On his way out of the town mosque, through a green archway, Ghulam Sarwar Sheikh was handed a copy of the community newspaper. Quietly glancing over the front page, he sighed. The article that had caught his attention was about a series of bombings in an Indian city last month that killed 80 people and injured more than 150.
A previously unknown group, calling itself the Indian Mujahidin, claimed responsibility for the attack. It blamed the government for deliberately delaying justice for Muslim victims of religious riots.
“These are dangerous times. We cannot trust anybody,” Sheikh, a 28-year-old taxi driver, whispered as other worshipers around him nodded in agreement. “We are holding on to our teenage boys by a very fragile thread. We have to protect them from outsiders who come to change our moderate ways.”
Sheikh’s concerns reflect the growing anxiety among Indian Muslims, a minority in this country of more than 1 billion people, following a series of bomb blasts carried out by radical Islamic groups over the past three years. Many in his community are proud of their moderate tradition and wary of straining the social fabric of this multi-religion nation. As a result, they and other Indian Muslims are starting to guard against Islamic groups that advocate stricter interpretations of the religion.
About two-thirds of India’s 130 million Muslims are Barelvi Sunnis. In addition to attending mosques, they follow the mystical strain of Islam known as Sufism and attend shrines of Sufi saints—seen by more conservative Muslims as blasphemous.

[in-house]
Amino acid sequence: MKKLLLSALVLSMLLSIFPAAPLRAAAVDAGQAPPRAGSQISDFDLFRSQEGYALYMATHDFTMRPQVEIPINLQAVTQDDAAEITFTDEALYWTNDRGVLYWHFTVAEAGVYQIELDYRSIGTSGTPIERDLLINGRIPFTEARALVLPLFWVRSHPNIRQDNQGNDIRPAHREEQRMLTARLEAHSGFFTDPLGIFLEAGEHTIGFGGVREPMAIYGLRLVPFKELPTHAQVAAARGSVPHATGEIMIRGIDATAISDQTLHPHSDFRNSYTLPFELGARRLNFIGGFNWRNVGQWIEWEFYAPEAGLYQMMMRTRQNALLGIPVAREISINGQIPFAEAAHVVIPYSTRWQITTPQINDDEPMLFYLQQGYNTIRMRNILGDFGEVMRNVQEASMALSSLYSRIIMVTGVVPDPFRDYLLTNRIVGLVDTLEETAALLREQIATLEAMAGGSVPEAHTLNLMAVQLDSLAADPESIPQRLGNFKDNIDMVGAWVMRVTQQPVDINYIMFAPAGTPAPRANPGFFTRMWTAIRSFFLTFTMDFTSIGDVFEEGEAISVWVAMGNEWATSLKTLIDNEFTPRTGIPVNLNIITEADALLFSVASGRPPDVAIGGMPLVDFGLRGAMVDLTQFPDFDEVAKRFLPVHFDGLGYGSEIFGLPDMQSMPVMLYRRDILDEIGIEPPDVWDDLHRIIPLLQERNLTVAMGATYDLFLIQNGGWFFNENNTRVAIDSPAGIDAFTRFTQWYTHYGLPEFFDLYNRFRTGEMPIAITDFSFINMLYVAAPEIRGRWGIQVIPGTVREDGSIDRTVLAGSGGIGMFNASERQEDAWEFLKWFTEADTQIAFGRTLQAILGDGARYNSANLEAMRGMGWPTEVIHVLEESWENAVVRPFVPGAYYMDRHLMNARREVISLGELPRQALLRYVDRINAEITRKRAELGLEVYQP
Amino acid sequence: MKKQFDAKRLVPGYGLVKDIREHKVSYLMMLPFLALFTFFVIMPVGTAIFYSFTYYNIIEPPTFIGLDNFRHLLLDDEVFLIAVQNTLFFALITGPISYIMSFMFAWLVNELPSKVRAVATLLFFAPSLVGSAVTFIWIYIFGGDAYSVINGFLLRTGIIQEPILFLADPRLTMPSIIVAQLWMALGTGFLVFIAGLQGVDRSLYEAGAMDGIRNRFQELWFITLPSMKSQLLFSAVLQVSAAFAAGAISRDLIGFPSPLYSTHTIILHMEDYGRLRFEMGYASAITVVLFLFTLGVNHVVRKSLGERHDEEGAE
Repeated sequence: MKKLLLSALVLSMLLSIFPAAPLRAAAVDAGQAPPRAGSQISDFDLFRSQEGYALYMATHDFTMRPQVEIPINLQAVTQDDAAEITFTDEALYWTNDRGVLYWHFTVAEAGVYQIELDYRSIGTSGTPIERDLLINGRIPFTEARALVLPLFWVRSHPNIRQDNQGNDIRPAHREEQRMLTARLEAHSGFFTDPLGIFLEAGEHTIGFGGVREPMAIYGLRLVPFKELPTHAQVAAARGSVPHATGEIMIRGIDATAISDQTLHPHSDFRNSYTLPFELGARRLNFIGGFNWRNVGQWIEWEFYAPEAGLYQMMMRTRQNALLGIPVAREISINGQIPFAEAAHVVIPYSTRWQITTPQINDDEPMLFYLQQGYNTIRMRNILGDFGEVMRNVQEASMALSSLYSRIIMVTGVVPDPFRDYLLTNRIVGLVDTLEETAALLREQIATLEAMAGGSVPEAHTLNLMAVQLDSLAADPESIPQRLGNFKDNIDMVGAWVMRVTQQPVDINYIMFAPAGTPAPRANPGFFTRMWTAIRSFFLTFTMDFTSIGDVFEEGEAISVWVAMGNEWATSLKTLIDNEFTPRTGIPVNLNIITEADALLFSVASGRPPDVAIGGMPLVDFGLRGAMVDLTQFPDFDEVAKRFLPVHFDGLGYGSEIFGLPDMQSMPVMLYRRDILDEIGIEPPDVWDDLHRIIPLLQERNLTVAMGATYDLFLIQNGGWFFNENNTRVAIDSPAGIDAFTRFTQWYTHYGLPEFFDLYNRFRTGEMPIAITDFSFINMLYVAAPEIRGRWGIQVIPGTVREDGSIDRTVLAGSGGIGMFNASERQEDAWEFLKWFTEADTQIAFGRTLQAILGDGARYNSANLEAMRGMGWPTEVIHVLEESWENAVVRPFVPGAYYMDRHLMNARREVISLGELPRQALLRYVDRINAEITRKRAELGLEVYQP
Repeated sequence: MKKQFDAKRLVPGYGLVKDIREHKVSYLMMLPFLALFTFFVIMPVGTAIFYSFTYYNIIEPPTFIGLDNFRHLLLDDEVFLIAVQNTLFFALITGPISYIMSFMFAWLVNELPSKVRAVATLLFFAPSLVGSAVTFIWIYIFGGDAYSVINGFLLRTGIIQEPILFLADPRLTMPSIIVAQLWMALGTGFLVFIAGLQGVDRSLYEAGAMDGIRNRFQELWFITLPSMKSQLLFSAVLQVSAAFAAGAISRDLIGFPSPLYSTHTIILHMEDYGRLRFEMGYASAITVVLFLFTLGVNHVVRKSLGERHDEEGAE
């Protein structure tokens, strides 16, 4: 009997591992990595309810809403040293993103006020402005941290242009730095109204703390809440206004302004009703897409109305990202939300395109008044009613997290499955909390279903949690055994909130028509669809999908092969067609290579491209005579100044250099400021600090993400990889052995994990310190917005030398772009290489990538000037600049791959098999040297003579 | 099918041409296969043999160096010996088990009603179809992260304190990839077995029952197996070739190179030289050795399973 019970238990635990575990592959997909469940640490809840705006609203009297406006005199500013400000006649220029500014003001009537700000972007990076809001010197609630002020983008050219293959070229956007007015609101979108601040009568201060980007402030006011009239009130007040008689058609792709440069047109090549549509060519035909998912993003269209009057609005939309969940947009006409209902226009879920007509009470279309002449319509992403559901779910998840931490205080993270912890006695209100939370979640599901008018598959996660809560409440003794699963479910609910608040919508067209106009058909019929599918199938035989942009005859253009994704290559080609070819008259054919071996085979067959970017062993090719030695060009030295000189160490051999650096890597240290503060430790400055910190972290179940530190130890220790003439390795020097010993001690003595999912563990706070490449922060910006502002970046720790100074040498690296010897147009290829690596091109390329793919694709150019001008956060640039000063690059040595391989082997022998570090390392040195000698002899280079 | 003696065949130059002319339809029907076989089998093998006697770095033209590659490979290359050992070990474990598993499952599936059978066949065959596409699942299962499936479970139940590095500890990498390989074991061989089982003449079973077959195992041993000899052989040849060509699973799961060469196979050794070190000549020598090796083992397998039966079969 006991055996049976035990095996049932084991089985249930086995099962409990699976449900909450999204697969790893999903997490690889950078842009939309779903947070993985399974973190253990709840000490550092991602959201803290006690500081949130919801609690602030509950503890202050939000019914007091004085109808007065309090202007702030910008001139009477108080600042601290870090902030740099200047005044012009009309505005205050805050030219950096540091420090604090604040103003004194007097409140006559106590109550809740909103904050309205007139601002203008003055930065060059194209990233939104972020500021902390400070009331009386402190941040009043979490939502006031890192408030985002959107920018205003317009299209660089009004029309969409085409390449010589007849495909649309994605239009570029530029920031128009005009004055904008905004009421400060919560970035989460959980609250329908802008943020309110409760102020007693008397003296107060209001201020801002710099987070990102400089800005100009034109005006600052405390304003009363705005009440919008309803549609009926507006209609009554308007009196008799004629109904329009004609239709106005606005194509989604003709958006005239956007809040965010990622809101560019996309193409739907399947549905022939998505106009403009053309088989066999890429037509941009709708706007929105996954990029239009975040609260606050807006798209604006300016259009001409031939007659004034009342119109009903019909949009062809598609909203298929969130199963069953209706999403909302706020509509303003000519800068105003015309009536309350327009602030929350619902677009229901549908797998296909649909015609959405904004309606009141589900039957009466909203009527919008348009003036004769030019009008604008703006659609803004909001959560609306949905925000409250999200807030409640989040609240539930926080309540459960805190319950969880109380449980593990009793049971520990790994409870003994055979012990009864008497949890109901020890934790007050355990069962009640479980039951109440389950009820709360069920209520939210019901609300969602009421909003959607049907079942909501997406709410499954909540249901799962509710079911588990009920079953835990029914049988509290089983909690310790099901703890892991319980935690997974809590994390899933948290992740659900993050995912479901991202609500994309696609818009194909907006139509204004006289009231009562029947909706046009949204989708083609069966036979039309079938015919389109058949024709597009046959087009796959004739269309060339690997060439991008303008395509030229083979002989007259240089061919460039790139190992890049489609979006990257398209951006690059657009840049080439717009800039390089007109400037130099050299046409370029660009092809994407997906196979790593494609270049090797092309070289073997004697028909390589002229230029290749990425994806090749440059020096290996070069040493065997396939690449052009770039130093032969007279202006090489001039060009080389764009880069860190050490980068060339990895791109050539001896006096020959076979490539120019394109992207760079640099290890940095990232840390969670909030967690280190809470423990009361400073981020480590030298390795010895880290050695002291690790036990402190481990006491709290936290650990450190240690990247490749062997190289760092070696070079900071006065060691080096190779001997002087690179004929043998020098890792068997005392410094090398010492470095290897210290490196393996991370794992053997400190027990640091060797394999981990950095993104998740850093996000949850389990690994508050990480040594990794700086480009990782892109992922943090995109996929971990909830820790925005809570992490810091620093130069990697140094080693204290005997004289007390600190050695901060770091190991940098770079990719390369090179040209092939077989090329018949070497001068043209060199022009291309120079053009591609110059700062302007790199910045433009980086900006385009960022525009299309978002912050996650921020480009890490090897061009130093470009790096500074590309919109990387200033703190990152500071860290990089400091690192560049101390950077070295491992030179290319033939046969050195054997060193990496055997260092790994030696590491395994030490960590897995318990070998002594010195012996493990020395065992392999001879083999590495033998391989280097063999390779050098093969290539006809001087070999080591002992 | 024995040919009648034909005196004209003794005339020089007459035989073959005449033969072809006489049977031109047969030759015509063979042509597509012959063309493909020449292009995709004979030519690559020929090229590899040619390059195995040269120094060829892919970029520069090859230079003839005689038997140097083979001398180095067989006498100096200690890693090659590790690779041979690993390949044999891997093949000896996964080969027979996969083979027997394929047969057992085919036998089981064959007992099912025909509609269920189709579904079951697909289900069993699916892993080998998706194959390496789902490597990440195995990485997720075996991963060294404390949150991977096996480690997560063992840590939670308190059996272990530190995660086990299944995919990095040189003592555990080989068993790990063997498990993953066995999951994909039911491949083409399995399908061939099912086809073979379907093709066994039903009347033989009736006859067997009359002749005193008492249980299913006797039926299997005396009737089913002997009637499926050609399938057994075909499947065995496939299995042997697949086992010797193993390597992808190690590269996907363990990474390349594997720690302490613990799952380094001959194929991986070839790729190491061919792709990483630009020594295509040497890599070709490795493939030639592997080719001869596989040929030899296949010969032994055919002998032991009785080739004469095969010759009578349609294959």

Shabeeb Rizvi, a professor at Rizvi College in Mumbai who is researching Islamic ideologies in India, said the Barelvis have increasingly felt besieged by Islamic groups with stricter interpretations of Islam, particularly Wahhabism, a conservative school of Islam that originated in Saudi Arabia.
“Most of the Barelvi Sunni mosques are in a dilapidated condition, and the groups loosely connected to Wahhabi ideology donate money for repairs, appoint their own priest and slowly begin to take over,” Rizvi said. “About 30 percent of their mosques have been taken over by front organizations of Wahhabi ideology in 10 years. This brings a new aggressiveness to the Indian Muslim landscape.”
Most Islamic groups that embrace Wahhabism or other strict versions of Islam do not support violence. And not all religious-based violence in India is carried out by Muslims. Last week, for instance, two Hindus were arrested in connection with a pair of explosions in suburban Mumbai. A Hindu nationalist tabloid, meanwhile, has urged Hindus to form suicide squads.
Still, Indian officials fear that members of more radical Muslim groups are seen as prey by organizations that do support violence.
“Muslims in India have always followed a moderate tradition. There have been no calls to violence in the mosques. But we can no longer remain complacent. A few have begun giving shelter to terrorists, helping put together the explosives and pressing the timer device,” said a senior intelligence officer who has investigated several of the bombings in Indian cities over the past three years. The officer spoke on the condition of anonymity because he was not authorized to speak to the media.
The violence, along with the police scrutiny, has led Indian Muslims to react in different ways. Some, like those at Sheikh’s mosque, have closed their doors to outsiders. Others have publicly denounced terrorism.
One of the most pronounced responses came from the Deoband school, an influential 19th-century Islamic seminary that issued a religious edict against terrorism. The seminary has held nearly a dozen anti-terrorism conferences over the past several weeks.
Many Indian Muslims say that a tradition of moderation is the strongest deterrent against terrorism.